BY VERONICA GRAY
Marvel’s Inhumans is the newest addition to Marvel Studios primetime TV series on ABC, but for the first time they’ve decided to do something different. Marvel and ABC filmed the first two episodes with IMAX cameras and released them in movie theaters as a special preview of the show.
This twist was revealed over the summer, but was not widely advertised to the public. In fact, if I hadn’t been an avid YouTube watcher, I would have missed the event entirely. I’ve seen the Black Panther trailer hundreds of places, but Inhumans hasn’t seen much publicity since being teased as a TV series during Marvel’s Agents of S.H.I.E.L.D season four finale. This lack of publicity might explain why I walked into a practically empty IMAX theater. Well, and the trailer did not exactly spark excitement in anyone but the loyal fans of the Marvel franchise. Personally, I wasn’t sure how Marvel was going to do this. Release Inhumans in IMAX theaters then on TV?
The plot to the Inhumans series follows the lives of the Inhumans, a race of superhumans, living in Attilan, a city hidden on Earth’s moon. The main focus is on King Black Bolt, his wife Queen Medusa, trusted allies Gorgan, Karnak and Medusa’s sister, Crystal, as they are faced with a coup by Black Bolt’s brother Maximus. In attempt to protect her family, Crystal has her super-powered dog transport everyone in danger to Earth, more specifically the islands of Hawaii, before she herself is caught. The series journeys through these characters getting home and fighting back against Maximus.
The show has some potential. While there were some cheesy lines to open the series and an unnecessary five- minute recap during a jungle chase, the rest of the show gave a foundation that viewers could follow. That is, if they can connect with the characters.
I was intrigued by Black Bolt (played by Anson Mount, Hell on Wheels), who throughout the episodes never said a word due to his power, which is revealed later in
the episode. Instead, Medusa (played by actress Serinda Swan, Graceland) is his voice, translating a version of sign language that the actors based off of ASL. Mount used facial expressions and body language to carry himself as King of the Inhumans and convey emotions, especially when he was robbed of the one person who could communicate for him. It was fun to watch and I could easily feel the confidence of the king by watching Mount’s performance.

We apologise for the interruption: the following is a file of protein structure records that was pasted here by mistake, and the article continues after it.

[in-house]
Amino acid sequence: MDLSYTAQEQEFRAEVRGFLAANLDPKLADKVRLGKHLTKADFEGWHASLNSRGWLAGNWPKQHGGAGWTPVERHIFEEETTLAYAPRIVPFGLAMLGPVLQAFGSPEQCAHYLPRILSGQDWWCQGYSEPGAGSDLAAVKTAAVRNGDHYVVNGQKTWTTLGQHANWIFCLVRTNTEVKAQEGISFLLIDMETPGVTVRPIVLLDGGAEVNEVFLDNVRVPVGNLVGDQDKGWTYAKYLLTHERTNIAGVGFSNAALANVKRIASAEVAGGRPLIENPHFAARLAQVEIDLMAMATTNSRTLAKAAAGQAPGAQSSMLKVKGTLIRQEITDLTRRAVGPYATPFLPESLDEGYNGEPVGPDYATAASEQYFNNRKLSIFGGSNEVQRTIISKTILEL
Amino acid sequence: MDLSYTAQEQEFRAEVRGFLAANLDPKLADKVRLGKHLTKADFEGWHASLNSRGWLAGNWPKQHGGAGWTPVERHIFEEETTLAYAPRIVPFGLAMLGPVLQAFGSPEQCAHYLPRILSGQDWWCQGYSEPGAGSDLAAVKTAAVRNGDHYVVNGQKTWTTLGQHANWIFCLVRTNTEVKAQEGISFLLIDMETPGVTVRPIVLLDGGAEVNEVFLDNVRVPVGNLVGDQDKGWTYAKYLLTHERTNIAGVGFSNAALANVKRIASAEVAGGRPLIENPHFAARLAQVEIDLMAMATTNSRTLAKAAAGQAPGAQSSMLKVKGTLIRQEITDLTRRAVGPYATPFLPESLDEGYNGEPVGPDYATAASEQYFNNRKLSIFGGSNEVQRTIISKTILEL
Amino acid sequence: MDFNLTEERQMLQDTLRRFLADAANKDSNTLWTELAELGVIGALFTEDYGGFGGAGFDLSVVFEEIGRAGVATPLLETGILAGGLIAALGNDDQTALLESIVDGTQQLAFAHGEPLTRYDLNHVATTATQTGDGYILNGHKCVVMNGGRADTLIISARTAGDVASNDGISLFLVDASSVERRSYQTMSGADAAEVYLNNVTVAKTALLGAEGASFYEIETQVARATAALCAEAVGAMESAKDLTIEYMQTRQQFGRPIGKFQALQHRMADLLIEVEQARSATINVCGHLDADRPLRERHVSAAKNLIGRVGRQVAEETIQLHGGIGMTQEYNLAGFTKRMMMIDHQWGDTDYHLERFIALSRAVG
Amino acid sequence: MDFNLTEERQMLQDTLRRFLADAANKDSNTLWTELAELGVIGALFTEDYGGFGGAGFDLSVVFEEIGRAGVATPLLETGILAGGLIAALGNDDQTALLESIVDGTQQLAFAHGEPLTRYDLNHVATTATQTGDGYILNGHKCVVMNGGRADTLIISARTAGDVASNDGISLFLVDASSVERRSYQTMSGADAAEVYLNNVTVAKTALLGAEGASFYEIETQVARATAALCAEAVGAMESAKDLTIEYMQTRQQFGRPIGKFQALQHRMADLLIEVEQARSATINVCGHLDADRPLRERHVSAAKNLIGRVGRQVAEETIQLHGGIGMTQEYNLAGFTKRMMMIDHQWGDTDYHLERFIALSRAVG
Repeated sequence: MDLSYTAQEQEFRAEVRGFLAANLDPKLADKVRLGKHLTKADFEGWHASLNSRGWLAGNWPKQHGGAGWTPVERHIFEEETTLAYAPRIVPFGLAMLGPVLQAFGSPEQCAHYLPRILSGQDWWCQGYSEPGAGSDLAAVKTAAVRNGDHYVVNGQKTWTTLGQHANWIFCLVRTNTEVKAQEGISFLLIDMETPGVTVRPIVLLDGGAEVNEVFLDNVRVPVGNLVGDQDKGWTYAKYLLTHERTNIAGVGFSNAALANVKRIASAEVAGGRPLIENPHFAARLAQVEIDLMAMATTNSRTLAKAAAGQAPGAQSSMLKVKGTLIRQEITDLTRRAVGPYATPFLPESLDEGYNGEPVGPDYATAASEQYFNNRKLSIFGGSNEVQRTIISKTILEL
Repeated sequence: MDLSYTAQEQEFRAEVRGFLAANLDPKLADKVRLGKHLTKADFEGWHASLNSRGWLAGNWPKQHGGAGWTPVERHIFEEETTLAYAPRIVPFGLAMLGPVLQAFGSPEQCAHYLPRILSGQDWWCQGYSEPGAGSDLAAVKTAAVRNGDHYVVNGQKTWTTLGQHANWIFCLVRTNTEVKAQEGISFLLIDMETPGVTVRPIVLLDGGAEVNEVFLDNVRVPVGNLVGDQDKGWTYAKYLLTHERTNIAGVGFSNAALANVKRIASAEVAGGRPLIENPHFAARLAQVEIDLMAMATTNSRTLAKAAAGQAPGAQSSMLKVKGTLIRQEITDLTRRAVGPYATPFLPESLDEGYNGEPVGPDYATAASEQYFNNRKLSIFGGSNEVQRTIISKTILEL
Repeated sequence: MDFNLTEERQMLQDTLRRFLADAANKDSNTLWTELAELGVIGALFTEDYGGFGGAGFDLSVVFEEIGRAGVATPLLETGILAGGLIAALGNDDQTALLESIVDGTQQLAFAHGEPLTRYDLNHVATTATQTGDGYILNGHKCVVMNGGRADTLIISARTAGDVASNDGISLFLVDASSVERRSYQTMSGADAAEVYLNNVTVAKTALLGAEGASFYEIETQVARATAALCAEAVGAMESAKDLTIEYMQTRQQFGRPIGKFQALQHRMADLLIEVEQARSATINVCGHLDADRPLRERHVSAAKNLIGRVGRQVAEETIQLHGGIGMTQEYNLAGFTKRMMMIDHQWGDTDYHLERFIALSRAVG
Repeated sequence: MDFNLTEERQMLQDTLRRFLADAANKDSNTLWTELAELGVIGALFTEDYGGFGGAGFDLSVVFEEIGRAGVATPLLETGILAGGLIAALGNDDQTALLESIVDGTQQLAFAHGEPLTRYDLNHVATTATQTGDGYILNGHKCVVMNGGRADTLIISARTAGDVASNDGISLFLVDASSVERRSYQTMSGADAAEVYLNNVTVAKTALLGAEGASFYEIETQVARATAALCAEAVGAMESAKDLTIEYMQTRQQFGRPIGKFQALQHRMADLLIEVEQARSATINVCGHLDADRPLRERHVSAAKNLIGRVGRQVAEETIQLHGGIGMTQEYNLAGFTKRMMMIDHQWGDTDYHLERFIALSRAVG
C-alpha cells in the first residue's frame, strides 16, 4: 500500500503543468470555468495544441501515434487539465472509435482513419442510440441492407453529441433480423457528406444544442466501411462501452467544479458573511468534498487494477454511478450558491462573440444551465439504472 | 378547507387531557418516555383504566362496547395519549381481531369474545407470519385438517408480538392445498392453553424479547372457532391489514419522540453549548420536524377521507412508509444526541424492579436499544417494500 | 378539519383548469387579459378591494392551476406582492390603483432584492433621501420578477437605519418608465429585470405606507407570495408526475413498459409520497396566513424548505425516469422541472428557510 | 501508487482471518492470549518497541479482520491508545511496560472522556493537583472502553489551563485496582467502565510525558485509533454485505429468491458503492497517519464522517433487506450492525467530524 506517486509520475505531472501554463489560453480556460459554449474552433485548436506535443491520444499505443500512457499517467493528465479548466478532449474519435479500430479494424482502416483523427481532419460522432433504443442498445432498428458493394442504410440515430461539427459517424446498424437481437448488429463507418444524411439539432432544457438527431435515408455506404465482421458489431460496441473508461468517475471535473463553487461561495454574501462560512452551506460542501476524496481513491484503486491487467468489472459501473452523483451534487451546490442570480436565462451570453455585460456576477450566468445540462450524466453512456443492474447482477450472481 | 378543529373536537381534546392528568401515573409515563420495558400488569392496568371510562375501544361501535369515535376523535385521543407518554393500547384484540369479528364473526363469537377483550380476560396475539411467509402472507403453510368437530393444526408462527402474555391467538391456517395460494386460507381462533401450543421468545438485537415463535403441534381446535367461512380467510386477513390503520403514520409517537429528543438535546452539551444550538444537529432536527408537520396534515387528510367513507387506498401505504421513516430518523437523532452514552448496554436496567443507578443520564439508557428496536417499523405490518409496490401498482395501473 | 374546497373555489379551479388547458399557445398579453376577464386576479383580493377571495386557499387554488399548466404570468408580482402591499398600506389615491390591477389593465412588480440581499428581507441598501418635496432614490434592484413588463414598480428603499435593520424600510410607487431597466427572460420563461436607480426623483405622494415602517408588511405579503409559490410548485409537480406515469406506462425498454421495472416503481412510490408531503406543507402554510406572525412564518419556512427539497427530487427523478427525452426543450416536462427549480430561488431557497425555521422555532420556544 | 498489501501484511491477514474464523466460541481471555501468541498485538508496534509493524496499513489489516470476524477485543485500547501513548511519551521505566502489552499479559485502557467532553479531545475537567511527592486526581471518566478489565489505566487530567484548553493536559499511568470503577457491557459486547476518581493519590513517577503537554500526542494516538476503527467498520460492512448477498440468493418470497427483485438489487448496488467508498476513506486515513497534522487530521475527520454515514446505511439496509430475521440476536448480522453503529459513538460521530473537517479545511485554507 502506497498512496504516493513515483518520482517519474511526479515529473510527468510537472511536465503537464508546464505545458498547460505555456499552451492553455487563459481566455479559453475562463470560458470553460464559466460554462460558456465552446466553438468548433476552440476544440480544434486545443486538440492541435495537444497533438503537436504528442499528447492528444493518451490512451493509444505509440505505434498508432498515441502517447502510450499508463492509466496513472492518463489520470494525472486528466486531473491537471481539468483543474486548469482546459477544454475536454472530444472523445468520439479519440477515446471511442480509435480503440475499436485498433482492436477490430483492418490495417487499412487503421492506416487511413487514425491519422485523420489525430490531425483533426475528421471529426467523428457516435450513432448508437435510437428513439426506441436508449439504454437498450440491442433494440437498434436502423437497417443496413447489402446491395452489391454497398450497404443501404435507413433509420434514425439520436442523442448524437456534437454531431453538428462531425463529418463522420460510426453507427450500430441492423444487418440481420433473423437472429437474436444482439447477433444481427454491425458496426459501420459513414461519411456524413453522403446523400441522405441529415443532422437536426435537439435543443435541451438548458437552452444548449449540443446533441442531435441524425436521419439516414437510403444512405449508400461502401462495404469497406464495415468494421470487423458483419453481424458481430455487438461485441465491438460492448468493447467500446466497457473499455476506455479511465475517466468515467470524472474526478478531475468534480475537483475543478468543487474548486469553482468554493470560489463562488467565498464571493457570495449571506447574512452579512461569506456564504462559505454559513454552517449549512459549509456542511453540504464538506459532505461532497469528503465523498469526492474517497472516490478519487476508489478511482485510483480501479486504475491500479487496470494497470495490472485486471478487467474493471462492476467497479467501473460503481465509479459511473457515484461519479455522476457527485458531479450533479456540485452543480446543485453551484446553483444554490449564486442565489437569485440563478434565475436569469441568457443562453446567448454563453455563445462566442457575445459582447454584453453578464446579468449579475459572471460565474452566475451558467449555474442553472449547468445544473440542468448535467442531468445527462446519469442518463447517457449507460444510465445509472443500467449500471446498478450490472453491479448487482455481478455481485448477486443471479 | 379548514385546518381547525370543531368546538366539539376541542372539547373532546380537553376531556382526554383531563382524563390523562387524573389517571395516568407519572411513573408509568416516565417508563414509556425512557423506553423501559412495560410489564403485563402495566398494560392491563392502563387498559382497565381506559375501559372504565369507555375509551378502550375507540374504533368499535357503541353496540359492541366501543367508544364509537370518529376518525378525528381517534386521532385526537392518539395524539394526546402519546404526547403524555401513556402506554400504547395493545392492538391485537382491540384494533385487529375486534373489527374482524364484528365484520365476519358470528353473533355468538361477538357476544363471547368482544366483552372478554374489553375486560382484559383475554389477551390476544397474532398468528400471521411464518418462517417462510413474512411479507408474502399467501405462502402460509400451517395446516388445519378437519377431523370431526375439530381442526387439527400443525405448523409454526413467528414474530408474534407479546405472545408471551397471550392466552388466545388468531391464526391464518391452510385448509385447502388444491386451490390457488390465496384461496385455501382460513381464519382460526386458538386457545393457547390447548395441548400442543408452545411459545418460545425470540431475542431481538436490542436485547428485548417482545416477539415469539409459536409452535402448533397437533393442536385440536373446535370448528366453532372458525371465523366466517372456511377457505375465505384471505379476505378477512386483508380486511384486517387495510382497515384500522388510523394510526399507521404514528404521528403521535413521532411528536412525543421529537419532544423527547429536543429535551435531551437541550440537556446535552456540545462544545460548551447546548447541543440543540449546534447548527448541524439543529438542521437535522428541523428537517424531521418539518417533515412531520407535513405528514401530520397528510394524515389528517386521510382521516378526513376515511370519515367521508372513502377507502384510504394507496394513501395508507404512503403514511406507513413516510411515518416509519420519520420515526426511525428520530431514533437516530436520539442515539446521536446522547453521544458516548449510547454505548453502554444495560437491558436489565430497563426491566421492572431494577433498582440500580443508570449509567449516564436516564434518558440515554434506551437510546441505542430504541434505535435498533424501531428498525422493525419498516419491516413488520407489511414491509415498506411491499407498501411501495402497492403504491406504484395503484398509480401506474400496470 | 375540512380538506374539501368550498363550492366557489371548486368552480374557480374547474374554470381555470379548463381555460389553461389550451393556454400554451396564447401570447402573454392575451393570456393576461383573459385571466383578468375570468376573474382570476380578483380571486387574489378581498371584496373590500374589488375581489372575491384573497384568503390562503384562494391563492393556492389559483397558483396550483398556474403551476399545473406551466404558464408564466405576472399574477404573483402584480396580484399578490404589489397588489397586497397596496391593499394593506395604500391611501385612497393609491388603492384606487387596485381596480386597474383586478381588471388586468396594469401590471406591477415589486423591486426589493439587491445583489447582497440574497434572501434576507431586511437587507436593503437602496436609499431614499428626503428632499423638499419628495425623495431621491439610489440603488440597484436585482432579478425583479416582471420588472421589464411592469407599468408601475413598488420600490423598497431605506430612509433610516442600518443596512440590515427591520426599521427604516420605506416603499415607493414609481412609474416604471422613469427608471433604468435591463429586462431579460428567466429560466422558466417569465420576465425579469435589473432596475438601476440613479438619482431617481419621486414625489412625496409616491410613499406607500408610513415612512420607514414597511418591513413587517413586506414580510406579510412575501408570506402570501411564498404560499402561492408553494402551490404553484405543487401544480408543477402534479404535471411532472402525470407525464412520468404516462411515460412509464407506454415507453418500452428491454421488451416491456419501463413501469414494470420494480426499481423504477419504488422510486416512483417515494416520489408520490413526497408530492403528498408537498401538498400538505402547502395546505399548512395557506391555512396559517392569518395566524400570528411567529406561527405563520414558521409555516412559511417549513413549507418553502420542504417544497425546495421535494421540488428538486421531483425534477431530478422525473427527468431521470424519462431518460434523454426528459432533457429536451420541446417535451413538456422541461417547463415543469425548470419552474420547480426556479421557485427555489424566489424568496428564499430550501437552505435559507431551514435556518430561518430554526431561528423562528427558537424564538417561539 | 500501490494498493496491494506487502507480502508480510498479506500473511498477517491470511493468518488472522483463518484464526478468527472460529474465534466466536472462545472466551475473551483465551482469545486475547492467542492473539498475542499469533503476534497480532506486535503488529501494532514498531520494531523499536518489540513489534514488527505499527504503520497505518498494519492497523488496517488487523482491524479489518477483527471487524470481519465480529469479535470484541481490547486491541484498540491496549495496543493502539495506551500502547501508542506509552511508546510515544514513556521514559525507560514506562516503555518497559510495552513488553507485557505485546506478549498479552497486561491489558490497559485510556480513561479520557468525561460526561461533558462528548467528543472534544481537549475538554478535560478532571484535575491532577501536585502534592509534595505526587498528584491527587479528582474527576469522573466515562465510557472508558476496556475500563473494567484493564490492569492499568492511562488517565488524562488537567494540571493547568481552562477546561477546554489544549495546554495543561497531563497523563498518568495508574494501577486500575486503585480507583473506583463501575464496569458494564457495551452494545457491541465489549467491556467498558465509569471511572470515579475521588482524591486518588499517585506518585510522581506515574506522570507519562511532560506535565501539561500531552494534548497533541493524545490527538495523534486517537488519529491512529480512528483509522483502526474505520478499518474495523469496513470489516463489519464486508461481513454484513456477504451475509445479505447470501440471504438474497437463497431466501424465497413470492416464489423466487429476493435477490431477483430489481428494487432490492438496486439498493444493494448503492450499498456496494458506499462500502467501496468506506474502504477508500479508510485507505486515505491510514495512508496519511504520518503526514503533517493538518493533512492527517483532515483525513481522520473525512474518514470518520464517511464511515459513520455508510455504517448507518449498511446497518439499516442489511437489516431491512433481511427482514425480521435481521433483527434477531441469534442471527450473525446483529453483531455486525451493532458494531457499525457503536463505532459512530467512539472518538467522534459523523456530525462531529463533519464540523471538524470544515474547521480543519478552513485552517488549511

The villain of the show, Maximus, played by Iwan Rheon, immediately calls to mind another Thor versus Loki plotline. To bring in the Loki comparison is a bit much, as Maximus isn’t as scorned by the people his family rules. Maximus may not have any powers like his brother, but he has his own voice. He has a silver tongue which speaks to the people with a level of comfort they wanted to hear. He speaks against the caste system of Attilan to those who have been hurt most by it, but we don’t really see much of this system. We see the rough side of the kingdom, the mines and poor citizens, but we do not see the comparison. Maximus has his own reasons for being the villain, but they are not explained very well. Is it because he’s treated a little differently from the rest of the Inhumans because he is without powers? Is it fear that humans from Earth really will destroy them? Pride? It’s just not clear, and that could weaken the strength of his role as the series villain. However, this could be resolved during the actual series.
The TV show premiers on ABC Sept. 29 starting with the episodes they showed in theaters, which gives the IMAX experience a two week run, enough time to draw in some viewers, but in my experience it isn’t worth the $15. Seeing the Marvel show in theaters was fun, but unnecessary. In the production, they used the IMAX cameras sparingly for a few cool shots that were there at the opening and gone for a majority of the film. The idea to put the first two episodes in theaters was not Marvel’s best move. In translating these episodes to TV in a few weeks, it will be interesting to see if ABC can keep up the budget they put into these IMAX episodes for the rest of the series. Considering what’s happened to Agents of S.H.I.E.L.D. recently, I don’t have high hopes for the budget to remain this high, especially with the mixed reviews that the show has already received.
Things could have been done differently than shoving the audience into the middle of the unknown. Using characters to usher us into an unknown world would have given a better foundation. Showing these episodes in IMAX as a way to draw people in might have worked for the money game, but not for boosting the series. Here’s hoping that Marvel’s Inhumans can gain better footing once the show airs on ABC in a few weeks.
Veronica Gray can be reached at firstname.lastname@example.org